(WTNH) – A bombshell court ruling in the real estate industry could affect anyone buying or selling a home.

A jury deciding realtors have been conspiring to keep commissions high. We are Stretching Your Dollar with how that could impact what you’re paying.

A federal jury’s verdict threatens to shake up the real estate industry.

The jury found the National Association of Realtors is liable for $1.8 billion in damages for controlling the “multiple listing service” or MLS and for requiring home sellers to pay both the buyer and seller brokerage fees in a single transaction.

“As a seller of a home or a homeowner, you have to agree to make an offer of compensation to the buyer’s agent. That’s the only way you can list it. They have a stranglehold on the data,” Plaintiffs Attorney Michael Ketchmark said.

Ketchmark is one of the lead attorneys in the Missouri class-action case.

“There’s no reason that home sellers should be forced to pay a buyers agent. It doesn’t happen around the world. The only reason it’s happening here is because the National Association of Realtors and these corporate real estate companies are enforcing this rule. It’s not right and it’s against the law,” Ketchmark said.

The federal jury agreed, but real estate agent Jogh Flagg said home sellers routinely become buyers again and then benefit on the other end.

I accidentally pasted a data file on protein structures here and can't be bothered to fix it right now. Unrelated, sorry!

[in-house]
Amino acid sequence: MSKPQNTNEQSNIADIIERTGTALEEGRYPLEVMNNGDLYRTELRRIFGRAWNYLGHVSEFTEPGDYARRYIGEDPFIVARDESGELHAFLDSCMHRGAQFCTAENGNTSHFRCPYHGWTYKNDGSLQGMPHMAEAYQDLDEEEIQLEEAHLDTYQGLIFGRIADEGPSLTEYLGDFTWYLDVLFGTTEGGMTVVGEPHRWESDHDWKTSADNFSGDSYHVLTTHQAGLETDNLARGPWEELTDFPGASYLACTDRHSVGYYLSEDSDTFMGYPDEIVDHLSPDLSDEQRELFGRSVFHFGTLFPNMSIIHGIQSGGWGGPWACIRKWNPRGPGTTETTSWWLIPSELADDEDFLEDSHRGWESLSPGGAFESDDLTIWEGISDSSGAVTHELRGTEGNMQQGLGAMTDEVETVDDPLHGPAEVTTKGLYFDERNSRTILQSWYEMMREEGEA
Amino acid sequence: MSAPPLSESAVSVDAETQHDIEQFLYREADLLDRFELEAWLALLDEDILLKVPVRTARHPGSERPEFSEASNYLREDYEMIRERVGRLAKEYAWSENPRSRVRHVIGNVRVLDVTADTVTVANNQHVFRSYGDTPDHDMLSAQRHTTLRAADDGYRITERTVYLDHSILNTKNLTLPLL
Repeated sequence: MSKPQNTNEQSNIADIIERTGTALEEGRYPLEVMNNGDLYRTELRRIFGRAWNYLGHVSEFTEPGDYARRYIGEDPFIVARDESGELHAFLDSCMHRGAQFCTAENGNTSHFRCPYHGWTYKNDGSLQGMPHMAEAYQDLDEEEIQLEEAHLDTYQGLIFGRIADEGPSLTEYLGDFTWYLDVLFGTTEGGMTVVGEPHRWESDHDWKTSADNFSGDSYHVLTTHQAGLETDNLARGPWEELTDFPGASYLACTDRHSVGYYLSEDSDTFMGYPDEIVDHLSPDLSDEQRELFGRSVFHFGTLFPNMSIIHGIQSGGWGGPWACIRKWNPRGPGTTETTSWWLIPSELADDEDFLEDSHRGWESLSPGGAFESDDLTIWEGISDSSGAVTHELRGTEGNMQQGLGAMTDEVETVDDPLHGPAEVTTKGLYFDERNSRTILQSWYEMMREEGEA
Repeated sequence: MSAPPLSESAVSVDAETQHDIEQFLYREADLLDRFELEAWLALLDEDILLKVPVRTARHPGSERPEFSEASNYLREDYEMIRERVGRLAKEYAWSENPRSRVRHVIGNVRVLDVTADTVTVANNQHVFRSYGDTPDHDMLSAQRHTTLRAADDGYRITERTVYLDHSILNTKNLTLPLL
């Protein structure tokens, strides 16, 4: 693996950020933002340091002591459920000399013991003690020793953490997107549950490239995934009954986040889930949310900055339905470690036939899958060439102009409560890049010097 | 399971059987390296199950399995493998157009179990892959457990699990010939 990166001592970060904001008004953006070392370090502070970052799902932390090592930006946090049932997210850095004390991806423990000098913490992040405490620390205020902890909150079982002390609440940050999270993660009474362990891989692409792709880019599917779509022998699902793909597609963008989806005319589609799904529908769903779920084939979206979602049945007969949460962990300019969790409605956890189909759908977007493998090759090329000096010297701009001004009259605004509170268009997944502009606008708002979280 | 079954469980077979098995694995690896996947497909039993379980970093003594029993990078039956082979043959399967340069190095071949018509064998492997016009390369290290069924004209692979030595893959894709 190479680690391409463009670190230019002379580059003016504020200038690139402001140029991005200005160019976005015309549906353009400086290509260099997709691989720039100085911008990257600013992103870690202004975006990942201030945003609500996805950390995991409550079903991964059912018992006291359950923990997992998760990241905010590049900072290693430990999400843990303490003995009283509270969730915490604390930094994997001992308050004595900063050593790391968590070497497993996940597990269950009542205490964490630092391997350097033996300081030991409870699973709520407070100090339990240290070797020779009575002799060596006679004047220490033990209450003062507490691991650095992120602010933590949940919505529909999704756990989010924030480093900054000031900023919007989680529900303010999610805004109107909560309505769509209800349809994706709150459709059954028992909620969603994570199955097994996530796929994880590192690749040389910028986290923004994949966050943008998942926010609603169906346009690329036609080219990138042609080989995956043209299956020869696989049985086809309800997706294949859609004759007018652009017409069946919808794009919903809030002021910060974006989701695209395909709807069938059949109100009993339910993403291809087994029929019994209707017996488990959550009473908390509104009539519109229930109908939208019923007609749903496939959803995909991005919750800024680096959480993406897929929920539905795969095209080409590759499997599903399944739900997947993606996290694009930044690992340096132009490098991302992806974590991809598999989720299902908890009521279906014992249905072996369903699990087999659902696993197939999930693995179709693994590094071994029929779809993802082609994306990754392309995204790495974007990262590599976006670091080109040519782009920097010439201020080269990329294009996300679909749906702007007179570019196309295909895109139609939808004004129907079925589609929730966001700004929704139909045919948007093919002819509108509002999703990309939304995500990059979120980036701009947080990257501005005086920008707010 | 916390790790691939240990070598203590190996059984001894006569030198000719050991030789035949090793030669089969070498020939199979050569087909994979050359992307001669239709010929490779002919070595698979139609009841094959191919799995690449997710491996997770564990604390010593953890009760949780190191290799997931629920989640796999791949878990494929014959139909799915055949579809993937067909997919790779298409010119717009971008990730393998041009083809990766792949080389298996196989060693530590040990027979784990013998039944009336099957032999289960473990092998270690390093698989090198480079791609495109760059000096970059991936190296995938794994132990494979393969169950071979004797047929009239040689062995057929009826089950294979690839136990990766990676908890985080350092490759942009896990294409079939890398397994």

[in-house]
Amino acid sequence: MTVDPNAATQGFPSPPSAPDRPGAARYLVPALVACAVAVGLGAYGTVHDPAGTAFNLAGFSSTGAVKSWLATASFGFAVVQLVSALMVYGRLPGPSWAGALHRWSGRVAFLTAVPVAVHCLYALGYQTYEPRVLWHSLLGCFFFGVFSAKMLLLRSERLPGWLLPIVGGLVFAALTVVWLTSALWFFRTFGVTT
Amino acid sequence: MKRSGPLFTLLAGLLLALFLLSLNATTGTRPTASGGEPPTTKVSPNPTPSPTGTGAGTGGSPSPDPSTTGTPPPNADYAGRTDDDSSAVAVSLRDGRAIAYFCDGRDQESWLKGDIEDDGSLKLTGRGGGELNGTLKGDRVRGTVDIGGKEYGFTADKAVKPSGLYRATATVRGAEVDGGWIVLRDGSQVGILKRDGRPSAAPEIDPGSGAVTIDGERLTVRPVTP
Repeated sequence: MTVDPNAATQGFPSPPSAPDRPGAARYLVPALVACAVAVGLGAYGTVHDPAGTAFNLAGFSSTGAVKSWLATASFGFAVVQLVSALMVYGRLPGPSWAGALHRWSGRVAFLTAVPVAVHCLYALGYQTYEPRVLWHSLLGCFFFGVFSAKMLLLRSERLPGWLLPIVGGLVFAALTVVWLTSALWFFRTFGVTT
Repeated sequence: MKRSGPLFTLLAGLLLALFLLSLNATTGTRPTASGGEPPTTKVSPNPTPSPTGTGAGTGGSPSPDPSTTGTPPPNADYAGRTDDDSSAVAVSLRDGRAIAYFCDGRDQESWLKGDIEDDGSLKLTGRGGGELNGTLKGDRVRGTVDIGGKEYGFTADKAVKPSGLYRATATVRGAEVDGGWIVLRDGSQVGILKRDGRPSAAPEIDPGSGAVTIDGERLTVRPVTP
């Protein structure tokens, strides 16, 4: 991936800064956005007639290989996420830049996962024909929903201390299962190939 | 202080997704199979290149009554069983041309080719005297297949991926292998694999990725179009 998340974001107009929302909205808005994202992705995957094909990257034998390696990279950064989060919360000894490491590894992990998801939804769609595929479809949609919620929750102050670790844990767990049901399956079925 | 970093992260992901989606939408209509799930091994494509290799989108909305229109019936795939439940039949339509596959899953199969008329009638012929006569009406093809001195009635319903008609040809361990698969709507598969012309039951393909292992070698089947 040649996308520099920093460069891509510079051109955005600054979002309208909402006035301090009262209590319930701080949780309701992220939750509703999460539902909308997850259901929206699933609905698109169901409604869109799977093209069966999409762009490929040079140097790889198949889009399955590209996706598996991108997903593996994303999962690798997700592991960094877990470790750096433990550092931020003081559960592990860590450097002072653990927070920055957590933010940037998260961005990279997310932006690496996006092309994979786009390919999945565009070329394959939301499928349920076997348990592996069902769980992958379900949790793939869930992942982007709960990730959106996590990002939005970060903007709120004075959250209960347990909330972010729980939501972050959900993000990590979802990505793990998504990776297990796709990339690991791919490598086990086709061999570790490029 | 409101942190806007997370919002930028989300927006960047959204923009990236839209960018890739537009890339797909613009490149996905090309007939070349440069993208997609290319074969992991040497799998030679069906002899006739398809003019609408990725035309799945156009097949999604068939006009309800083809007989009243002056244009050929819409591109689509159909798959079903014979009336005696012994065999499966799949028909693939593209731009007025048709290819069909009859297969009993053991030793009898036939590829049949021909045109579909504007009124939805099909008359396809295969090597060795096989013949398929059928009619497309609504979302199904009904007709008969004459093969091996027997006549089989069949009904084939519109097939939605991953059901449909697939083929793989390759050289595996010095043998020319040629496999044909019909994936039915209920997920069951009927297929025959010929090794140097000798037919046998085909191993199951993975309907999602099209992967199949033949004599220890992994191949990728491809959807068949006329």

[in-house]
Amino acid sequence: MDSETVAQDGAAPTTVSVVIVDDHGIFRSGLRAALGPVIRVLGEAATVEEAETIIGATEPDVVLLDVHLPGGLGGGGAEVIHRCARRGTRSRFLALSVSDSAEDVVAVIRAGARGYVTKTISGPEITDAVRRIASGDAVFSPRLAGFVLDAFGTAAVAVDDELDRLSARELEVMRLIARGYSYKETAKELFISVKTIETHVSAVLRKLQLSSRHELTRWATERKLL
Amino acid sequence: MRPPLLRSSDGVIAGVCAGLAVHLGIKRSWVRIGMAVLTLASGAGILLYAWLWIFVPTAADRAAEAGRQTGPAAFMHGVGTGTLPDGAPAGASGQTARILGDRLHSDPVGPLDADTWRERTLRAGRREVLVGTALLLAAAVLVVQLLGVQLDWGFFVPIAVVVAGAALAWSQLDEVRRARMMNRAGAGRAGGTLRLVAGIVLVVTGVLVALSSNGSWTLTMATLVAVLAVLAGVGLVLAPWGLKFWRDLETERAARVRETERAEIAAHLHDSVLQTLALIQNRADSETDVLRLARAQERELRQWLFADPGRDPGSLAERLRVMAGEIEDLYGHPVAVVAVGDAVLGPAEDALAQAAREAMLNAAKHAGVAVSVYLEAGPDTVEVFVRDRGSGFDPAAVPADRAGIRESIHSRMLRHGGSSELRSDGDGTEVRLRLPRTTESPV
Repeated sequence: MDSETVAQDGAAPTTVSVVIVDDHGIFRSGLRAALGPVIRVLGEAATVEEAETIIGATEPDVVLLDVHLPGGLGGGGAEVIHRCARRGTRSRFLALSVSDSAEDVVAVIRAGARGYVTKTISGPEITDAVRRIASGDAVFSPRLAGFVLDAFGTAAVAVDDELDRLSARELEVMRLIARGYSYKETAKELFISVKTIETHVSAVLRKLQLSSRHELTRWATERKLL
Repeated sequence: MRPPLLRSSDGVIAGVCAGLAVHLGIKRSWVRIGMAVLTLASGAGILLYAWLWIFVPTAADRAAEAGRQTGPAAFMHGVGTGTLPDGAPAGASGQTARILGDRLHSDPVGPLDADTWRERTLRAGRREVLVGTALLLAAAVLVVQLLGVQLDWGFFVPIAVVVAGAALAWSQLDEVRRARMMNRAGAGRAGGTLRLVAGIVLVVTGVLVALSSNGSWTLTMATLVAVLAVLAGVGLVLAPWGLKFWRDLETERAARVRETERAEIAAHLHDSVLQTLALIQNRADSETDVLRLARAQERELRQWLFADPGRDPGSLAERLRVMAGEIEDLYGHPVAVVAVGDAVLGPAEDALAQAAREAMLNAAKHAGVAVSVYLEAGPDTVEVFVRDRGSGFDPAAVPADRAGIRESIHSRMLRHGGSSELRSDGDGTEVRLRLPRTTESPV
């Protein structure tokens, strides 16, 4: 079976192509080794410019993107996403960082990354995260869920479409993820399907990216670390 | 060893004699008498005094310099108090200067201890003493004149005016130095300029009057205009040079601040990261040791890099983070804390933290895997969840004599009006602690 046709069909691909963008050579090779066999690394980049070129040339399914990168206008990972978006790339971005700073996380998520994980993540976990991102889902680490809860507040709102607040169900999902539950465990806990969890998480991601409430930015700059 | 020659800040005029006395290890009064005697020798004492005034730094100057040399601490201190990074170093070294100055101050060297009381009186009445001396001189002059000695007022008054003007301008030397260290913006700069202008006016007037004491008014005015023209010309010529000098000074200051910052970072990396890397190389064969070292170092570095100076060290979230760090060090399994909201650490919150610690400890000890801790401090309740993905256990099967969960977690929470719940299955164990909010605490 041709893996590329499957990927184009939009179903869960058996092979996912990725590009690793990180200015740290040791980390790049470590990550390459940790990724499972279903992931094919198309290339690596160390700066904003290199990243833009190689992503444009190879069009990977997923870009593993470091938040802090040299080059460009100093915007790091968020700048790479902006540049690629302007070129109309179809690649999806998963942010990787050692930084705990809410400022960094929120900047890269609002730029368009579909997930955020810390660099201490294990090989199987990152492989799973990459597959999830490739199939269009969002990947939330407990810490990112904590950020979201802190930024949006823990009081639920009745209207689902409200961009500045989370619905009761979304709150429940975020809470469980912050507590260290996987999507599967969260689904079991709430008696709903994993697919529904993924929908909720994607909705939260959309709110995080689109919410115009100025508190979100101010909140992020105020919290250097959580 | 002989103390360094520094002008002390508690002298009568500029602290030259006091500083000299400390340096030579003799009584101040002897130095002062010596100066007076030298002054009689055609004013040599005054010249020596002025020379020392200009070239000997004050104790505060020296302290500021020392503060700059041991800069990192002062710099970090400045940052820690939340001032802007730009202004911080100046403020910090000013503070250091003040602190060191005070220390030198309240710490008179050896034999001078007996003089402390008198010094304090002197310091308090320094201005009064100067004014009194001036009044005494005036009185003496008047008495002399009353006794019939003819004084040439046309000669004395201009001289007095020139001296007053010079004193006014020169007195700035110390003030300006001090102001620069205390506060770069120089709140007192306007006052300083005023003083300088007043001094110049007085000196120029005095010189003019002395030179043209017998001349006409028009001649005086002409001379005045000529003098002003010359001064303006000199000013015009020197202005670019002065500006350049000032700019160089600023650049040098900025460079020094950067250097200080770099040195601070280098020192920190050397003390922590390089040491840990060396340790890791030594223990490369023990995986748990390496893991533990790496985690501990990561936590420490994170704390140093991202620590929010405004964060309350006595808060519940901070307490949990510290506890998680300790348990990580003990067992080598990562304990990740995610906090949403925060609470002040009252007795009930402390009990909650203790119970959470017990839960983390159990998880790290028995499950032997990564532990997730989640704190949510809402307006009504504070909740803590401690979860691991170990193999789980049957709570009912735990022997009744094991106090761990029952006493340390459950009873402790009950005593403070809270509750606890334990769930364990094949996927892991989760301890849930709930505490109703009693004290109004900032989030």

“When you’re going to buy a house, it’s reversed. You get a free ride one time and the other time you get to pay,” Flagg said.

It’s big money commissions paid for by the seller and then split between buyers and seller’s agents can be as much as five or six percent of a property’s value.

The Missouri ruling could do away with that split, potentially upending how real estate agents have done business for decades.

“So what happens after this is kind of confusing. We don’t know yet, in other words, what the effect of this decision will be,” Host of Yahoo Finance, Julie Hyman said.

So this is something to watch for sure and even ask about if you’re in the buying or selling position.

The National Association of Realtors plans to appeal the decision. The Just Department is also looking into the issue, which could take years to resolve.